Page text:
In this series on practice I have mapped out a plan to help each golfer take ownership of their technical upgrades (SWING), dedicate a portion of the valuable practice time developing skills by hitting unusual and ‘outside the lines’ type shots (SKILL) and now the time has come to bridge the gap between the practice ground and the course by turning our attention purely towards results (SHOT).

With this mode of practice there should be a constant changing of clubs, targets, lies and intent. Here the golfer should incorporate their pre-shot routine as they hit specific and on-course styled shots.

I’m a big fan of hitting irons to a specific side of a flag or target. Create scenarios in your head as you execute each unique shot.  There’s a deep pot bunker just in front and slightly right of this pin. I’ve got to keep this eight iron about twenty feet left… Drivers should be played down imaginary fairways from Augusta, Pebble Beach and Royal Troon, with trouble invariably looming on one side or both. Get into each shot just like you would on the golf course. Be sure to:

·      Change clubs after no more than two shots

·      Switch targets for every shot

·      Use your pre-shot routine just as you would on the course

·      Be specific with your intent for each shot

Don’t attempt crazy or unusual shots; we’ve already done that in our skill session. It’s time to step back inside the lines and play your go-to ball flight. For an added challenge you could even keep yourself accountable and see how many consecutive shots you can hit to the appropriate side of a target. Everything about this practice mode should simulate real, on-course golf. Play golf!

One final swing and the Open Championship is yours…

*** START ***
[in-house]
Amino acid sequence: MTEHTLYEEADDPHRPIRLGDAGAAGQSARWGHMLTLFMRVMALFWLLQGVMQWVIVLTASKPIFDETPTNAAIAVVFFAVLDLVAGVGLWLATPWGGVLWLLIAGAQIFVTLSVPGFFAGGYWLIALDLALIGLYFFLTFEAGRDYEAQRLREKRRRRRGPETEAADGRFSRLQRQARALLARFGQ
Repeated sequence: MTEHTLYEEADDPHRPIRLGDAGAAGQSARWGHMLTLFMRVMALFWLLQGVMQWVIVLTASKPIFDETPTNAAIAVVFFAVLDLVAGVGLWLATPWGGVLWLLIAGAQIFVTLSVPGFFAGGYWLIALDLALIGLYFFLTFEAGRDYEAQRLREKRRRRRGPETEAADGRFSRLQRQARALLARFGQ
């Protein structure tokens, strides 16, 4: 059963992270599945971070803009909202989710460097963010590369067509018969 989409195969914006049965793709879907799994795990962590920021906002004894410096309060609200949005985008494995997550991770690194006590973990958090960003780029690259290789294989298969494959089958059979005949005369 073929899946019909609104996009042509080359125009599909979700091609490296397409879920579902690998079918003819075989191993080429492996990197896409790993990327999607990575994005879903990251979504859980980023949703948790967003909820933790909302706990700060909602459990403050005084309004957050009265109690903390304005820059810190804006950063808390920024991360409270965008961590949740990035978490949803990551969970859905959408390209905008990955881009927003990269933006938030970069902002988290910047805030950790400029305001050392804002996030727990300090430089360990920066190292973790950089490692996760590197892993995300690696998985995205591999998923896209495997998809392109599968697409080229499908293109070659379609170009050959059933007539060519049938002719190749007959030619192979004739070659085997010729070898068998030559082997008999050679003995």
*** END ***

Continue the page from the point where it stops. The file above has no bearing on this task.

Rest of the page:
Be sure to read my two previous segments on practice:

How to Practice: 1. Swing

How to Practice: 2. Skill

 

No More Weak Iron Shots

We've all heard the sound. And we've all felt it too. That sense when you literally melt a ball off the clubface and you know instantaneously that you've hit the shot you've been waiting for all day. That feeling is compression! To learn more watch this....

Here is an example lesson where I felt it appropriate to use this drill with a student who was struggling with the quality of his strike and high, weak ball flight in particular. Here is his initial TrackMan data for a typical 7 iron shot...

It's important to be aware that the height of this particular shot was 103 feet! This player's club speed is only a few mph short of PGATour average, yet he is only carrying a 7 iron 145 yards. After working on his compression (spin loft) via the drill illustrated in the video this is what a typical shot looked like in drill mode (note the slower club speed)...

The exact same ball speed with more than 7 mph less club speed! The spin loft, which is not an easy change to make, has gone from 31.1º to a slightly low 24.8º and the height has come down to a more manageable 76 feet. I anticipate that as this golfer works to get comfortable with their new feel they would increase their compression to a more appropriate 26º or 27º.

Before on the left and while doing the Compression Drill on the right

Before on the left and while doing the Compression Drill on the right

Thanks for reading and for greater understanding on what compression really is please read:

 Compress the Golf Ball — Andrew Rice Golf

Swing Pattern vs Strike Point

You may have heard me talk about how common it is to see golfers hit a tee shot with a fade (out-to-in club path) swing pattern, yet strike it off the toe for a baby draw or vice versa. The other day I was giving a lesson and a student hit a shot that was too interesting to not share. Here are the TrackMan details of the driver shot:

trackman heel hit

First a few basics:

  • Club path is primarily responsible for the curve of any shot
  • The direction of the club path relative to the target, out-to-in (fade pattern) or in-to-out (draw pattern), is what I refer to as a players swing pattern
  • Players that swing from in-to-out will tend to hit draws and players that swing from out-to-in will tend to hit fades
  • Where the ball is struck on the face of the driver (strike point) can drastically alter the effect of a players swing pattern on ball flight
  • Shots struck off the heel will tend to fade more or draw less and shots struck off the toe will tend to draw more or fade less

The player who hit the above shot has a fairly strong draw bias to his swing pattern and we are always working to neutralize his strong in-to-out club path as he tends to struggle with blocks and hooks. As you can tell from the above shot the club path (first highlighted yellow box) was strongly from in-to-out - 9.2 degrees to the right of the target. Well then why did the ball fly straight (spin axis 0.2)